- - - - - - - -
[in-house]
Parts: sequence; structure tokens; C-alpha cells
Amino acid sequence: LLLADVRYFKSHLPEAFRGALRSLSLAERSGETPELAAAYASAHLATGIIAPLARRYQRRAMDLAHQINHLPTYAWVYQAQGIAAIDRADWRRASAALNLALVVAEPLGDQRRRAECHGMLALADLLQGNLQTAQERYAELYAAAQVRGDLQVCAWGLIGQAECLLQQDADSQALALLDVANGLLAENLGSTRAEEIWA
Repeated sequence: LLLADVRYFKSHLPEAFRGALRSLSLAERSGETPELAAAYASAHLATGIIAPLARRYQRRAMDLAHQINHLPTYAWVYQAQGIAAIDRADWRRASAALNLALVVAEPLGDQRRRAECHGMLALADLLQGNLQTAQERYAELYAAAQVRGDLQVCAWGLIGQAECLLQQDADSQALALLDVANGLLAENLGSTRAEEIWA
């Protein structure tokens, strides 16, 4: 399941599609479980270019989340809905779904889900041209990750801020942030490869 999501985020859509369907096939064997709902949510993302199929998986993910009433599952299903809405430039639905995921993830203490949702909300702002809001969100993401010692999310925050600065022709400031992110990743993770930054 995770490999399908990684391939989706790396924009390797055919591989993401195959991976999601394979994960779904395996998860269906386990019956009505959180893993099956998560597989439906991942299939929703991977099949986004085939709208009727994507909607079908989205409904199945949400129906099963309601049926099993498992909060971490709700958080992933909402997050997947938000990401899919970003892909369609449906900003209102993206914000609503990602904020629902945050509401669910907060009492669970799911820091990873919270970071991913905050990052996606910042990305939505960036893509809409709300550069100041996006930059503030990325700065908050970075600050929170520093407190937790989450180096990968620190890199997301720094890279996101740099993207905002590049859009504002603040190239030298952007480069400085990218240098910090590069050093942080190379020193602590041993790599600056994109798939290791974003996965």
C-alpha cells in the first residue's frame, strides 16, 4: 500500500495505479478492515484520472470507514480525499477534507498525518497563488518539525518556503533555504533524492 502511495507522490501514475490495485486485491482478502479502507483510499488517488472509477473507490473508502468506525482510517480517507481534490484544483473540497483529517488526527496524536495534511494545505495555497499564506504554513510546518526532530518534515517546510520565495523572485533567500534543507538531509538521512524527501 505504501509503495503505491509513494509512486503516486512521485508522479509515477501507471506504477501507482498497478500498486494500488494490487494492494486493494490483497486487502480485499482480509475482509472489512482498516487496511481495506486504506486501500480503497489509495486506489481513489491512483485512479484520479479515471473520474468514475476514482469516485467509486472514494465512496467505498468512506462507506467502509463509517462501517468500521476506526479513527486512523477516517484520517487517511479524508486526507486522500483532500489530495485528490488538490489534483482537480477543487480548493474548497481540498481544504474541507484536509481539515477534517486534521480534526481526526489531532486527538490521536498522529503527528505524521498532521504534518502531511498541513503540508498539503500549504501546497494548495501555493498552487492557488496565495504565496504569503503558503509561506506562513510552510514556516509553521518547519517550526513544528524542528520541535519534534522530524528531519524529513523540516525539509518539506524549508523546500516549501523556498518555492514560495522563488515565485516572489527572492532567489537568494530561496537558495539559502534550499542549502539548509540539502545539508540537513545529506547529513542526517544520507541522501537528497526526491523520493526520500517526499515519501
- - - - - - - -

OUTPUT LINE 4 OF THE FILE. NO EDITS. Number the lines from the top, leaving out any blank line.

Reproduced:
Repeated sequence: LLLADVRYFKSHLPEAFRGALRSLSLAERSGETPELAAAYASAHLATGIIAPLARRYQRRAMDLAHQINHLPTYAWVYQAQGIAAIDRADWRRASAALNLALVVAEPLGDQRRRAECHGMLALADLLQGNLQTAQERYAELYAAAQVRGDLQVCAWGLIGQAECLLQQDADSQALALLDVANGLLAENLGSTRAEEIWA